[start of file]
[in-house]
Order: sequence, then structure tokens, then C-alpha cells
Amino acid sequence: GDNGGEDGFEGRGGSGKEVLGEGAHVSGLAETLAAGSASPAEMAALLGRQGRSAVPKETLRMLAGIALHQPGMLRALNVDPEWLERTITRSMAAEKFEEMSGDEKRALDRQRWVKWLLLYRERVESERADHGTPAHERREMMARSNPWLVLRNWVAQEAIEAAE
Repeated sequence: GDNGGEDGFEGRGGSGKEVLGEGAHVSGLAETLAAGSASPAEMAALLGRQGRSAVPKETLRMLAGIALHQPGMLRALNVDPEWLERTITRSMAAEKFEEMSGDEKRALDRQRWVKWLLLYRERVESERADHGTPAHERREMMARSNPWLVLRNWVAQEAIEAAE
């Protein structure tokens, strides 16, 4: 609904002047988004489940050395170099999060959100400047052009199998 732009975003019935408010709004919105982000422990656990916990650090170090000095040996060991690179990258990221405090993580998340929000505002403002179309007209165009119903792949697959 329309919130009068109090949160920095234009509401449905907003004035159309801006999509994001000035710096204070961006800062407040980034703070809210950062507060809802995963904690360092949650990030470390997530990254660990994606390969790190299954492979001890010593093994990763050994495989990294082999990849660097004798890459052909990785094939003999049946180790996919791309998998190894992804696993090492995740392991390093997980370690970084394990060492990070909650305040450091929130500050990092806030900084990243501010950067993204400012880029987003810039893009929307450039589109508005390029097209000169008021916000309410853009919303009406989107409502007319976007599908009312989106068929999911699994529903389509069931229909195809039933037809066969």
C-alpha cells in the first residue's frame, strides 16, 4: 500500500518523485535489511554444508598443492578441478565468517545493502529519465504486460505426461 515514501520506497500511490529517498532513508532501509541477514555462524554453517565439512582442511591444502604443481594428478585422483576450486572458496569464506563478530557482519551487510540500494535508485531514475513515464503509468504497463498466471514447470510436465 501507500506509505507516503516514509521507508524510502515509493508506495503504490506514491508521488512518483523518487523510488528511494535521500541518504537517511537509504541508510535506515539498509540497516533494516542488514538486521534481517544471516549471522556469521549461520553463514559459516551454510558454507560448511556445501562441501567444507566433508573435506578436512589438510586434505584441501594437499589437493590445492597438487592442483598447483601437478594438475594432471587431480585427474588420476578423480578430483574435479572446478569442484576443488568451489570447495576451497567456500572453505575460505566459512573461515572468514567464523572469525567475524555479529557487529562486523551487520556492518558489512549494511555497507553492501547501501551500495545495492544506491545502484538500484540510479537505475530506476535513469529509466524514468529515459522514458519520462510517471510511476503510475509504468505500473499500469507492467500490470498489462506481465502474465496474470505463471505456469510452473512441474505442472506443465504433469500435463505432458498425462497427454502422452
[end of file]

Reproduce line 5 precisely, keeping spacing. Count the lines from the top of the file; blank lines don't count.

């Protein structure tokens, strides 16, 4: 609904002047988004489940050395170099999060959100400047052009199998 732009975003019935408010709004919105982000422990656990916990650090170090000095040996060991690179990258990221405090993580998340929000505002403002179309007209165009119903792949697959 329309919130009068109090949160920095234009509401449905907003004035159309801006999509994001000035710096204070961006800062407040980034703070809210950062507060809802995963904690360092949650990030470390997530990254660990994606390969790190299954492979001890010593093994990763050994495989990294082999990849660097004798890459052909990785094939003999049946180790996919791309998998190894992804696993090492995740392991390093997980370690970084394990060492990070909650305040450091929130500050990092806030900084990243501010950067993204400012880029987003810039893009929307450039589109508005390029097209000169008021916000309410853009919303009406989107409502007319976007599908009312989106068929999911699994529903389509069931229909195809039933037809066969």